In the last update, we had fed our mosquitoes their infectious bloodmeal containing Zika virus. After that, everything got a bit crazy so I have provided a short summary here of everything that we have done since that time.
After the infectious bloodfeeding, we allowed our mosquitoes to lay eggs. However, this first batch of eggs is not what we are interested in. We don’t expect to see infection in the progeny in the first batch because it is too soon after infection. So, we had to feed our female mosquitoes again! After this second bloodfeeding (which contained no virus), bloodfed mosquitoes were sorted into individual tubes and provided a wet paper where they could lay their eggs. THESE eggs are the ones we are interested in. If vertical transmission of Zika virus is occurring, these progeny are the ones we would expect to be infected.
Once the mosquitoes had finished laying their eggs, we needed to determine which of those mothers were infected (consuming an infectious bloodmeal doesn’t automatically result in infection). To do this, we tested all of the mosquitoes that laid eggs by doing RNA extractions and PCR.
Now, we know which females were infected with Zika virus which tells us which eggs to hatch. Those eggs were then hatched, provided all the larval diet they could need, and the progeny were allowed to emerge into a covered cup like the one you see below. The blue ball you see on top of the cup is a moist sugar ball which ensures our mosquitoes survive until the next step of the experiment.
Progeny of infected female mosquitoes emerging inside a cup.
We have finally arrived at the final step! The progeny of the infected mothers are now adults and we want to know if these mosquitoes are infected with Zika virus. As a reminder, these progeny have never bloodfed which means that if they are infected, they had to have received the virus transovarially from their mother.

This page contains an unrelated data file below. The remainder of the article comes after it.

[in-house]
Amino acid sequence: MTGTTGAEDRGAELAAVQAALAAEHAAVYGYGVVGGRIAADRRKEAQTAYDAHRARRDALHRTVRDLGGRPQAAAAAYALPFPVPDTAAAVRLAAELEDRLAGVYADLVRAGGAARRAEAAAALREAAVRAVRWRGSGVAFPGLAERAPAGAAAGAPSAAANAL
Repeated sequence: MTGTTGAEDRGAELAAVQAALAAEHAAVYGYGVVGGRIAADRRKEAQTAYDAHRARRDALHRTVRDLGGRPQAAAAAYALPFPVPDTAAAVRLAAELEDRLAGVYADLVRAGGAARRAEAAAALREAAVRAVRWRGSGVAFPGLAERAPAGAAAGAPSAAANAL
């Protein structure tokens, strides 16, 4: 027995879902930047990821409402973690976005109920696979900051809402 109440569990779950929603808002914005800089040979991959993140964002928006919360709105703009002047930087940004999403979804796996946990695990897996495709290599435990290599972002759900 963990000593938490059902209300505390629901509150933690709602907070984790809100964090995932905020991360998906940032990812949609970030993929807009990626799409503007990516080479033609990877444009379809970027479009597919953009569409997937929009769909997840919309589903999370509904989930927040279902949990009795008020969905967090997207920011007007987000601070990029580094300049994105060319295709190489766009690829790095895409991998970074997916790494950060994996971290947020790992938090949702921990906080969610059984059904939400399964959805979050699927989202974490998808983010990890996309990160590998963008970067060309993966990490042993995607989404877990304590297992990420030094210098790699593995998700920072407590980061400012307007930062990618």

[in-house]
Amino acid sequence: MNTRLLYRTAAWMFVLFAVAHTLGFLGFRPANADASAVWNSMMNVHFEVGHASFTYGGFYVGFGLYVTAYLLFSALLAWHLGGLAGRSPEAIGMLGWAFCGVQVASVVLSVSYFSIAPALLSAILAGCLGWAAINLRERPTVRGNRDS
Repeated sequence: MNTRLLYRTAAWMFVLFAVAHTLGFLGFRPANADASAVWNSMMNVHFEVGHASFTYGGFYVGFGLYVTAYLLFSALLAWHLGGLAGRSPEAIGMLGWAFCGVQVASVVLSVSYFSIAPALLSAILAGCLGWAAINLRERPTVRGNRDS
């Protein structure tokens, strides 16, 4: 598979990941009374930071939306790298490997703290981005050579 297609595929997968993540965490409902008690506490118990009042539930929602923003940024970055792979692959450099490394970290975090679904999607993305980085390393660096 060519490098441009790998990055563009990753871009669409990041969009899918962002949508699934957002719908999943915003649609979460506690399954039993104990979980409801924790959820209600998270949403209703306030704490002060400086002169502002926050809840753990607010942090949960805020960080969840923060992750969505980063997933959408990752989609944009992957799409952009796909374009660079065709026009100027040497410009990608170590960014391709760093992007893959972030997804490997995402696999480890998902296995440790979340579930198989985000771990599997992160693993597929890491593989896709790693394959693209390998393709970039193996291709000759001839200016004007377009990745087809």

For the progeny, we completed capillary assays. To do this, the adult mosquitoes were knocked down and kept on ice while their legs were removed and their wings were severed. This process does not kill the mosquito but does immobilize them so we are able to collect their saliva. To collect the saliva of these legless mosquitoes, they are secured on a piece of tape with their proboscis (mouthparts) hanging off the edge of the tape. A capillary tube with oil in it is placed on the proboscis of the mosquito and mosquitoes are allowed an hour to salivate into the capillary tube. This allows the mosquitoes saliva to be collected in the immersion oil. The oil that now (hopefully) contains the saliva is ejected into a media tube to await testing. If you are interested in what this looks like in the laboratory, check out the pictures below.
Many mosquitoes with capillary tubes on their proboscis!
A close-up shot of the capillary tubes on the mosquito’s proboscis.
At this point, we are no longer dealing with live mosquitoes. Now, we are working on completing the RNA extractions and PCR for all of these progeny. This may take a couple months to complete because of the large sample size we were able to achieve.
As an ending note, I want to emphasize how much work went into the experiment portion of this project. At times, we had 6 or 7 people in the laboratory processing samples, dissecting mosquitoes, putting on capillary tubes, etc. These kinds of projects are extremely intensive and I couldn’t have completed this project without the help of the individuals at FMEL.
Once we are able to complete all the extractions, PCR, and analyses, I will be sure to post an update on what we found.